School Psychology and Counselor Education
- 2021, William & Mary, Master of Education, Couples, Marriage and Family Counseling
- 2014, Virginia Commonwealth University, Bachelor of Science, Mass Communications
What kind of educational and professional experiences did you have prior to beginning this degree?
After I finished my undergraduate program, I worked at a couple of advertising agencies as a brand strategist for about five years in Boston and New York City. My job was to research what motivated consumers in different areas of their life and to develop brand messaging that tapped into those motivations. I was not sold on doing this for the rest of my career, so in between advertising jobs, I explored other fields. I worked as a substitute teacher for a few months, mostly working in remedial classes, which renewed a personal interest of mine in how academic performance and placement could affect self-esteem.
As a student pursuing a master's degree in Couples, Marriage and Family Counseling, why did you choose this field?
I was a bit unsure about where I could take my career next until a friend recommended counseling. I had been in counseling myself for about a decade at that point and felt like it was really helpful for me. I had also just spent a year working for Big Brothers Big Sisters and really enjoyed the experience of helping my Little Brother open up, so I thought being a child/adolescent counselor could be a good fit. Additionally, counseling would allow me to continue exploring my interests around self-esteem. After I entered the Clinical Mental Health Counseling program at William & Mary, my academic advisor, Dr. McAdams, informed me that the best way to work with children and adolescents was through the family. In his experience, unless he changed the family system of a child or adolescent he was working with, all of the work that he did with them in individual counseling would be undone as soon as they returned to their family. Learning about his experience motivated me to pursue the Couples, Marriage and Family track. There are so many things that I enjoy about family counseling. It is exciting and dynamic and keeps me on my toes, I am constantly learning more about people, and I get to connect and help people in a meaningful way during every session.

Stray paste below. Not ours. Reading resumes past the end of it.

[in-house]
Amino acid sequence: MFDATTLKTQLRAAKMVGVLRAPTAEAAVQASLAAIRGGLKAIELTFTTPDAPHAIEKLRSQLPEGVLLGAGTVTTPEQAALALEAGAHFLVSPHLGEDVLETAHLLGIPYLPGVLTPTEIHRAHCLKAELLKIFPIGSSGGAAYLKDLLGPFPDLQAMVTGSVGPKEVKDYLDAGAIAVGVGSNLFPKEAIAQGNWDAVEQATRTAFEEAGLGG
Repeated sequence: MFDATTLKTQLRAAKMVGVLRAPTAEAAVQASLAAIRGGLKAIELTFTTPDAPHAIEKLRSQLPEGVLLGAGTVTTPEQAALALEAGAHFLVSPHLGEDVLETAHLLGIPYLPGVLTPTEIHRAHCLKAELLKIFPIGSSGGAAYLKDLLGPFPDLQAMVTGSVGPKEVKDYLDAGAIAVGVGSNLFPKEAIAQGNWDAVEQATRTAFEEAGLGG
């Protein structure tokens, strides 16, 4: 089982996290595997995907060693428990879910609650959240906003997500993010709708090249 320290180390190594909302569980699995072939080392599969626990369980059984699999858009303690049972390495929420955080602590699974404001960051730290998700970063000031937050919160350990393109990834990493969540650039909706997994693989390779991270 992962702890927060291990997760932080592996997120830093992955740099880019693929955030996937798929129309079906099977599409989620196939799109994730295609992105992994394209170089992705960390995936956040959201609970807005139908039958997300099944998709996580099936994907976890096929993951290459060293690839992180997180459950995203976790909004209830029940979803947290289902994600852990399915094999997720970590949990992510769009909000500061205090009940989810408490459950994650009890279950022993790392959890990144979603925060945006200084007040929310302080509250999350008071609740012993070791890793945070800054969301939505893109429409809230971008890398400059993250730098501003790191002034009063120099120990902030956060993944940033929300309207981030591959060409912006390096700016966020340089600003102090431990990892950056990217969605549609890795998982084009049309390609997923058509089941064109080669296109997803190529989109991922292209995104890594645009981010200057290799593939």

What do you hope to be doing after graduation? In 10 or 15 years?
After graduation, I hope to return to New York City to complete my residency at a family practice. In 15 years, I would love to be co-running a private couples and family counseling practice in the city with a colleague.
Why did you choose William & Mary and specifically your degree program? What sets this degree program apart from those offered at other colleges?
I knew that if I was going to leave my career for counseling, I wanted to do it right. I wanted to attend a program that I was sure would give me an excellent education. When I was doing my research, I saw William & Mary's counseling program on a number of "best of" lists. That, combined with the necessity of a relatively affordable in-state tuition, made William & Mary an easy choice for me. I chose a counseling program, rather than a psychology or social work program, because it is specifically designed for working as a counselor. I felt like I would receive the most specialized, in-depth education through this program.
What has been the most influential experience you've had so far in your program?
I really enjoyed the techniques course and the marriage and family course I took my first year, which gave me really valuable practice time in mock counseling sessions. But nothing beats practicum experience. Because I'm in the Couples, Marriage and Family track, I am an intern at the New Horizons Family Counseling Center, which is run by our program's professors and doctoral students. I am receiving supervision and guidance from very passionate, engaged professionals and I am really grateful for that.
Is there any additional information you would want a prospective student to know about the School of Education and its degree programs?
Don't fret if you are not certain about the track that you are applying to. You'll learn so much during your first year that will help inform your direction, and if you decide to switch, like I did, the program directors ensure that it is a smooth process.